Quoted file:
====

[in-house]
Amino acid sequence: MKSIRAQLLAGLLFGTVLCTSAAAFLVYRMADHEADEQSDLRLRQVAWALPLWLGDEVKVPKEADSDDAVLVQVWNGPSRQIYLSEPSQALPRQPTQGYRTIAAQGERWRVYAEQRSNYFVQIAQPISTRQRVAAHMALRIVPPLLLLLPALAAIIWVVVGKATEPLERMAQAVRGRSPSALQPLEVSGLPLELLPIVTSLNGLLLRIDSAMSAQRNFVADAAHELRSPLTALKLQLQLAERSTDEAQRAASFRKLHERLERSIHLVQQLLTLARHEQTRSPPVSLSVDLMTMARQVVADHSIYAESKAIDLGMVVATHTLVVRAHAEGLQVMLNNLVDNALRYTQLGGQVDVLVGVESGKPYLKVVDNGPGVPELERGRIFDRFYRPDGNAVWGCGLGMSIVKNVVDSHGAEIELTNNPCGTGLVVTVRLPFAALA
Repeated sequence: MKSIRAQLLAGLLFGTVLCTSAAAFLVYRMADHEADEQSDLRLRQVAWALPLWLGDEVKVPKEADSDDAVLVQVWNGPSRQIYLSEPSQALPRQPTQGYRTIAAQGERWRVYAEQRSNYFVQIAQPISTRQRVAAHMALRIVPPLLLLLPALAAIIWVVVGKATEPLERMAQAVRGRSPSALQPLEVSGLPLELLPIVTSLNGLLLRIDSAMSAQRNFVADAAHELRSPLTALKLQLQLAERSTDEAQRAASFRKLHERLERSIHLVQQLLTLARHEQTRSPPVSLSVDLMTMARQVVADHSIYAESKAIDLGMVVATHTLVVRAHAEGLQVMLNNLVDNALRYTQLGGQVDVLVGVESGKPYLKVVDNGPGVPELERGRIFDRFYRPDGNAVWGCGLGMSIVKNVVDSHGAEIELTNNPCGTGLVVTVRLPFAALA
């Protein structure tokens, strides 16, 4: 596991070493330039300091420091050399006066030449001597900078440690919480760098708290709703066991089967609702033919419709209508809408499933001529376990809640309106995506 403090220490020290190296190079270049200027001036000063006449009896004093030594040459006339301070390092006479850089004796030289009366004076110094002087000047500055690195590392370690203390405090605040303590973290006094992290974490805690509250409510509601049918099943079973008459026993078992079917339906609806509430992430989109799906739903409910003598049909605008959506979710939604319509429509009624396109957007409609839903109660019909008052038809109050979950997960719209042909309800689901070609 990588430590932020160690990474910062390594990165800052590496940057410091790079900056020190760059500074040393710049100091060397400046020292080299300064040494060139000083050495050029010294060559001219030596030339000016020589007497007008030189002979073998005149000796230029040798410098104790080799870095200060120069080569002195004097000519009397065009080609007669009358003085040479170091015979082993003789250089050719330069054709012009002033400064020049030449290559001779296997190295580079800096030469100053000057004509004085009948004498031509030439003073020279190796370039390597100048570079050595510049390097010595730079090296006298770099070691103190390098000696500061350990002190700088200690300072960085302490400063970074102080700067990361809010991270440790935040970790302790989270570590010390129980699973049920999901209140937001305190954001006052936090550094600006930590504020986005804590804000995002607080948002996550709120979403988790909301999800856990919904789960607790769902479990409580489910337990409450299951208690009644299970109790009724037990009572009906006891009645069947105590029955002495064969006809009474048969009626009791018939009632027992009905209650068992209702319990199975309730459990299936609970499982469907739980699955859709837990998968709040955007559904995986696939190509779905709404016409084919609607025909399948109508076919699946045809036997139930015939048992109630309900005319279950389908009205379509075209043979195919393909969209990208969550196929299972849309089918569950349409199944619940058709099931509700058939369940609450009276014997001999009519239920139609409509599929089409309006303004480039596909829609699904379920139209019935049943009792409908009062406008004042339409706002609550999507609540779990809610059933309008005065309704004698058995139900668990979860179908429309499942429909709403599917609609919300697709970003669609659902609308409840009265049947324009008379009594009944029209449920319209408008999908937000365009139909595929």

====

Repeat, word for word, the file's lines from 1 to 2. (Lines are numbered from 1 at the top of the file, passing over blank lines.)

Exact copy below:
[in-house]
Amino acid sequence: MKSIRAQLLAGLLFGTVLCTSAAAFLVYRMADHEADEQSDLRLRQVAWALPLWLGDEVKVPKEADSDDAVLVQVWNGPSRQIYLSEPSQALPRQPTQGYRTIAAQGERWRVYAEQRSNYFVQIAQPISTRQRVAAHMALRIVPPLLLLLPALAAIIWVVVGKATEPLERMAQAVRGRSPSALQPLEVSGLPLELLPIVTSLNGLLLRIDSAMSAQRNFVADAAHELRSPLTALKLQLQLAERSTDEAQRAASFRKLHERLERSIHLVQQLLTLARHEQTRSPPVSLSVDLMTMARQVVADHSIYAESKAIDLGMVVATHTLVVRAHAEGLQVMLNNLVDNALRYTQLGGQVDVLVGVESGKPYLKVVDNGPGVPELERGRIFDRFYRPDGNAVWGCGLGMSIVKNVVDSHGAEIELTNNPCGTGLVVTVRLPFAALA